THE thought of people in 21st century Ireland buying a bottle of water would surely astonish our ancestors who would have looked on a water as a ‘free’ commodity.
However, consumption of bottled water in Ireland has soared in recent years, up from 113 million litres in 2001 to 193m litres in 2008.
The average person now drinks 45 litres of bottled water per year, compared to 30 litres in 2001.
It has become an important industry, with sales now worth€318m and up 8% last year. Everyone seems to have a bottle, whether on the street, in the car, the office, or on the sports field.
Given that most of this water comes in plastic containers, it adds to our waste disposal problem. Irish households now account for around 20,000 tonnes of plastic, annually, mainly plastic bottles.
So, someone somewhere had to come up with a solution. Wellness Water, claimed to be the first Irish spring water in a 100% environmentally friendly bottle, has been launched by Clare Spring Water Ltd.
It comes in a biodegradable and compostable bottle, said to be 75% more environmentally friendly to produce than its oil-based counterpart. It is being distributed in 550ml bottles to shops by BR Foods. The bottle is made from corn or sugar beet, a packaging material said to reduce greenhouse gas emissions by up to 75%.
The label is also biodegradable. The product offers a solution to environmental concerns in disposing plastic water bottles, according to Clare Spring Water managing director Paul Connellan.
Contracts have been secured to supply an international airline and a restaurant chain based in The Netherlands, due environmentally friendly packaging.
Almost €5m has been invested in the wind-powered plant, in Lissycasey, Co Clare, which has seen employment grow from 10 to 26 people.
The ground from which the water is sourced has been certified as organic by the Irish Organic Farmers and Growers Association.
The Clare brand is one of many following the trail blazed by Ballygowan, long since a leading brand and one of Ireland’s great marketing success stories.
When Ballygowan was introduced in 1984 many people were sceptical about the notion of selling bottled water, but more than two billion bottles have since been bottled at source at Newcastle West, Co Limerick. Upwards of 60 million litres of bottled water are produced by the company each year.
Ballygowan is drawn from a single well in the plant which has the capacity to bottle 960,000 bottles a day and store 400,000 cases of bottled water at any one time. The plant is among the most modern in Europe.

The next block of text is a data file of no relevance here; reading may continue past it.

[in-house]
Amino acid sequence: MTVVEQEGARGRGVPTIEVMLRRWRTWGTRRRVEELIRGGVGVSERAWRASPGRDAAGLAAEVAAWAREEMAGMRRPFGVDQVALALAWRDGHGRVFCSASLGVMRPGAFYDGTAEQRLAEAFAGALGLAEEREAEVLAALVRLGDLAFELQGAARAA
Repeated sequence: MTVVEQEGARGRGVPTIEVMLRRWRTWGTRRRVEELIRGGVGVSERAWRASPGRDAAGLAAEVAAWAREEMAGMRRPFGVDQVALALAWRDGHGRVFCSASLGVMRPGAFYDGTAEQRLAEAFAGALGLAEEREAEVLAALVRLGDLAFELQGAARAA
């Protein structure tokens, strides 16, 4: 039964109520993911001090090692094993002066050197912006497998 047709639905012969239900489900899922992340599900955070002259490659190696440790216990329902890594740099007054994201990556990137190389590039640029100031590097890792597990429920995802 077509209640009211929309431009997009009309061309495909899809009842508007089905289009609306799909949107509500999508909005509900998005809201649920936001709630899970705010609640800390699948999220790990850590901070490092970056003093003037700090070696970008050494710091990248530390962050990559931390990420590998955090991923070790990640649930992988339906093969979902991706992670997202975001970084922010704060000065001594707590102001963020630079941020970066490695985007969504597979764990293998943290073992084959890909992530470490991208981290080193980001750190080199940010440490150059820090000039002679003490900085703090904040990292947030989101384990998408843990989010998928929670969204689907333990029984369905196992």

Separately, fears have been raised recently about the quality and purity of bottled water in Ireland. However, the Food Safety Authority of Ireland (FSAI) has said consumers should not be concerned about the quality and safety of bottled water.
It said any issues identified at the time of countrywide sampling (2007) were corrected immediately, with a number of bottled waters withdrawn from the market and corrective actions taken by the industry in other cases.
The samples were taken across a range of premises by environmental health officers, including supermarkets, small retail stores, vending machines, pubs, hotels, restaurants and ethnic stores in the last four months of 2007.
The report gave a snapshot of bottled water on the market in that year where a small number of samples, 10 out of 952, were detected with E coli. Immediate action was taken with the manufacturers and distributors after the bacteria had been found, according to the FSAI.
Also, 6.3% of bottled water samples were found to contain coliforms – a group of bacteria that raise concerns regarding the standards of hygiene of the water source or the bottling process.
The presence of coliforms in bottled water does not necessarily indicate a risk to consumer health, but any breach is unacceptable and the FSAI is satisfied that appropriate actions have been taken to remedy the situation.
Still, some people insist on getting tap water when they go to restaurants and pubs. A recent survey in England found 37% of diners said they always asked for bottled water, but the number of people who ask for tap water is believed to be on the rise after campaigns to cut the environmental cost of bottled water.
Sales of bottled water in Britain had been increasing by around 6% annually to more than two billion litres but, last year, that trend was reversed, with sales dropping 9%.
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